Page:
You’d think if they are already in college they wouldn’t have to get trained for sexual harassment, didn’t they learn that in high school?December 3, 2016 at 5:50 pm #22007
Not bad for a first try. Hard part is getting the cut to line up with the end of the wood!!December 5, 2016 at 11:18 am #22108
Nice work Barry.
What did you think? It looks like the joint is a bit loose? Does it feel strong?December 5, 2016 at 4:30 pm #22124
I wonder if maybe you need to have one side offset slightly to account for the width of the bit? Maybe make the “male” piece a little oversized so it takes a bit of pressure and even some sanding to fit in place? Overall I think it still looks like a nice wood joint, even with a bit of extra space.December 5, 2016 at 8:04 pm #22137
I think I might slow down the feed rate a bit. I think the bit is pulling into the wood because it’s moving faster than it cuts, but just a theory.December 5, 2016 at 8:43 pm #22140
Agreed. It does look nice. Try doing that with a chisel!January 13, 2017 at 7:29 pm #24933
W0w this is awesome thank you for sharing!May 30, 2017 at 9:39 am #34721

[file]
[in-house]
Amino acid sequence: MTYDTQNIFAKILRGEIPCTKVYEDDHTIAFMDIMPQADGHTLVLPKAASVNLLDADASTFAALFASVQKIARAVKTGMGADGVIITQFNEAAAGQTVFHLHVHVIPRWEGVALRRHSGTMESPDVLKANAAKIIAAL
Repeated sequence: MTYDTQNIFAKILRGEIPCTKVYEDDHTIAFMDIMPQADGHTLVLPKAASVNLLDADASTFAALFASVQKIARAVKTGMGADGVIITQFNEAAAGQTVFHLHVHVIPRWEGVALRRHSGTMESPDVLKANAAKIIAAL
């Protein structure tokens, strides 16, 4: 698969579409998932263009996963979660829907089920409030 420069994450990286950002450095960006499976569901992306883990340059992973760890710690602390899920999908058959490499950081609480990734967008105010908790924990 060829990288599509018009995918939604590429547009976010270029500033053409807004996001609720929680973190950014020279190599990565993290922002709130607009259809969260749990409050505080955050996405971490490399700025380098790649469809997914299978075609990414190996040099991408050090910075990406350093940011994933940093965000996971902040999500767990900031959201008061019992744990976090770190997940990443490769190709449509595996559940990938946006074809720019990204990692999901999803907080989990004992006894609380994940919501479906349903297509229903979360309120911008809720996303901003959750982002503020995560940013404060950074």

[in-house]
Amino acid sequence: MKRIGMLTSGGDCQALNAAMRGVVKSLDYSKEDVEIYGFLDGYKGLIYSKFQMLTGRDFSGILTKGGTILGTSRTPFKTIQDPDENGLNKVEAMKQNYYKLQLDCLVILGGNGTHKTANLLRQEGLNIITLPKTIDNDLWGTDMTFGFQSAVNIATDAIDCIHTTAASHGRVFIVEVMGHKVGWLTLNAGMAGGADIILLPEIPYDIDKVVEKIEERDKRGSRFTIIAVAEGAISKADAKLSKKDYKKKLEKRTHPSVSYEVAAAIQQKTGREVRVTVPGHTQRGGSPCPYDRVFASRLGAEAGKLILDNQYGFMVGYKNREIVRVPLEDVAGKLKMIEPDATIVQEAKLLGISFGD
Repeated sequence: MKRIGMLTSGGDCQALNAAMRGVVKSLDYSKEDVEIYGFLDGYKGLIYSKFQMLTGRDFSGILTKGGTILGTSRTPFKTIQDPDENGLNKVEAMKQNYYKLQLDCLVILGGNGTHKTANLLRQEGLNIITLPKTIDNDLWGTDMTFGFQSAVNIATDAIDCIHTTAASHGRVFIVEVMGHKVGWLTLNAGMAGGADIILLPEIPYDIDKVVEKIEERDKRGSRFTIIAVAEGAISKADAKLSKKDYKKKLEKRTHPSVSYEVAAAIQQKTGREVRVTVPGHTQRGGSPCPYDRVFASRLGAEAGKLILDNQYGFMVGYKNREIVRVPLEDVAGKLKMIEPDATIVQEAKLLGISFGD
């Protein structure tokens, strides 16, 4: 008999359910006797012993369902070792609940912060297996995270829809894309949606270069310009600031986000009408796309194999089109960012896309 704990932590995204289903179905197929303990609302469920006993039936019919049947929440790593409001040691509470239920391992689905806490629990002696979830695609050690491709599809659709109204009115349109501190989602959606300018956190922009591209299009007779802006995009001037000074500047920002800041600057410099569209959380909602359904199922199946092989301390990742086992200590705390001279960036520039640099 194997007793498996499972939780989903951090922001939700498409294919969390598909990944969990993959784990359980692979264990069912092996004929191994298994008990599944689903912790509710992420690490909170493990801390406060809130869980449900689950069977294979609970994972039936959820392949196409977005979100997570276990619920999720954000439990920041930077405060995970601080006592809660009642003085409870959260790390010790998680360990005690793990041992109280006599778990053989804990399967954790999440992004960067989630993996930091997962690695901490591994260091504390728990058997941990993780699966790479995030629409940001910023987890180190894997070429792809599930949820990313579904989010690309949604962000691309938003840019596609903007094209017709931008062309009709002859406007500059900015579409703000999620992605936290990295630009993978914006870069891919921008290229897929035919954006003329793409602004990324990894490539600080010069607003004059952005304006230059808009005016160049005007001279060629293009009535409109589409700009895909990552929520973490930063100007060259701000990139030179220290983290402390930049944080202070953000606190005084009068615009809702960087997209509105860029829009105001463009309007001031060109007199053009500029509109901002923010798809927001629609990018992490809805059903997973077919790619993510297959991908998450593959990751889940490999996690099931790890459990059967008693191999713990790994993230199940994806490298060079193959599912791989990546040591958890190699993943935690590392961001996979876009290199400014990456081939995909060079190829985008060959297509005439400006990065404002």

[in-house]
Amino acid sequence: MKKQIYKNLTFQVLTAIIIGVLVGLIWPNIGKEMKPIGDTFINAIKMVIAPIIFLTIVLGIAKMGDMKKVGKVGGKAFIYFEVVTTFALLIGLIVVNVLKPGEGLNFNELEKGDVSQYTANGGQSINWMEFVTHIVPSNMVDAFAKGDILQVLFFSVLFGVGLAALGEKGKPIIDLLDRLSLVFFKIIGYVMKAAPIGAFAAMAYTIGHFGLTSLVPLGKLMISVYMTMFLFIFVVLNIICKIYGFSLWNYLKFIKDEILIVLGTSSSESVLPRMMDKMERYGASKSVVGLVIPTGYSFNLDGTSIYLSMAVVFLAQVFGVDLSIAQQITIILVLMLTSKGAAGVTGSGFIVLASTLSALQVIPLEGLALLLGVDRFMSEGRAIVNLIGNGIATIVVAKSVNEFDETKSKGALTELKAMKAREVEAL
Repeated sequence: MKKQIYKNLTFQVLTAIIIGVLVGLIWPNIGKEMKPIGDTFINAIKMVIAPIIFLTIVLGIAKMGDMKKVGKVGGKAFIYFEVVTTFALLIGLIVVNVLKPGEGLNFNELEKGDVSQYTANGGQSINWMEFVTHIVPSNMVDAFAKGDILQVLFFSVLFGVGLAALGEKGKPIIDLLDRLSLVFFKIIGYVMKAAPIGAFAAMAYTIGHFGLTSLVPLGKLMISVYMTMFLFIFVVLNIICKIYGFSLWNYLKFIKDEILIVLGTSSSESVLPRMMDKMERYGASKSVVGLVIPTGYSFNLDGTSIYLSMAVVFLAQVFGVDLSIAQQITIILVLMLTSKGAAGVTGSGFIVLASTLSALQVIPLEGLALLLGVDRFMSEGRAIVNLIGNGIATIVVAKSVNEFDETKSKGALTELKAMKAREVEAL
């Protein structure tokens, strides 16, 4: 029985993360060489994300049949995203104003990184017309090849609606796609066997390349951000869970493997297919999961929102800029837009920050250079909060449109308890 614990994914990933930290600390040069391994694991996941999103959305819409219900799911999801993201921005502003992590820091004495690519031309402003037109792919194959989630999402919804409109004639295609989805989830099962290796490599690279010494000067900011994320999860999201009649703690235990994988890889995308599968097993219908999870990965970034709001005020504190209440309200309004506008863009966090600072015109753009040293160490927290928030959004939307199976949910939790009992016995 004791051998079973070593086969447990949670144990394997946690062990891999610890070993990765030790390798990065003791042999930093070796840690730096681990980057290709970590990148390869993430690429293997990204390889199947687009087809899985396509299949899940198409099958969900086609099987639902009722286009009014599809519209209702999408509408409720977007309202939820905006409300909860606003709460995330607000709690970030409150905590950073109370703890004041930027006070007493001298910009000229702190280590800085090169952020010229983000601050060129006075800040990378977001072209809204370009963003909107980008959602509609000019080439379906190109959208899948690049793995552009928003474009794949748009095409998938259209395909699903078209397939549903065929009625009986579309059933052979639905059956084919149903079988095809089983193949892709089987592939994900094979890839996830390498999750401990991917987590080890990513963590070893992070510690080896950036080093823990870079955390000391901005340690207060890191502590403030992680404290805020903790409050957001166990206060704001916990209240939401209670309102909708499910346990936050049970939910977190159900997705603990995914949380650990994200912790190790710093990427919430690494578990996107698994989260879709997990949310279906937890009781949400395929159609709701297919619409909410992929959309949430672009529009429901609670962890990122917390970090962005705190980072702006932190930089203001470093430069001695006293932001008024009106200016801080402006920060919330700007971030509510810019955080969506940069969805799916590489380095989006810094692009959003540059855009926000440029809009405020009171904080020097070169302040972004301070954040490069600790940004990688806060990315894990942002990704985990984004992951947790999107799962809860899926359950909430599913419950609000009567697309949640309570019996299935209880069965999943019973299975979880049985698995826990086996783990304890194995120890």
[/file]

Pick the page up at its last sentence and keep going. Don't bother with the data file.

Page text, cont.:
I found a place where someone made most of the joints. Helps with the visualization, I think:May 30, 2017 at 9:55 am #34724
I love seeing them like that.
I am making a new bed frame / headboard by hand (no cnc). If the system works out good I might make a few more with some cnc joints. In particular the headboard.
I love the joints but a few that require fasteners would be cool as well, The dogbone overcut ones are not appealing to me, but the puzzle fit and stairstep ones are first on my list to try.May 30, 2017 at 10:23 am #34727
My couch has rectangular armrests. So I’m going to make a table that sits on it. I’ve been trying to decide which of these joints I’m going to add in there, purely as decorative elements. There are so many choices.May 30, 2017 at 10:33 am #34729
Exactly, some logo shaped joints or anything crazy like that. I was putting serious effort into my headboard parts exact sizes very carefully with angles, etc. Cnc routing would have made it way better. Now I know for sure and need to make something super cool on the CNC for my headboard not out of a single plank.May 30, 2017 at 10:35 am #34730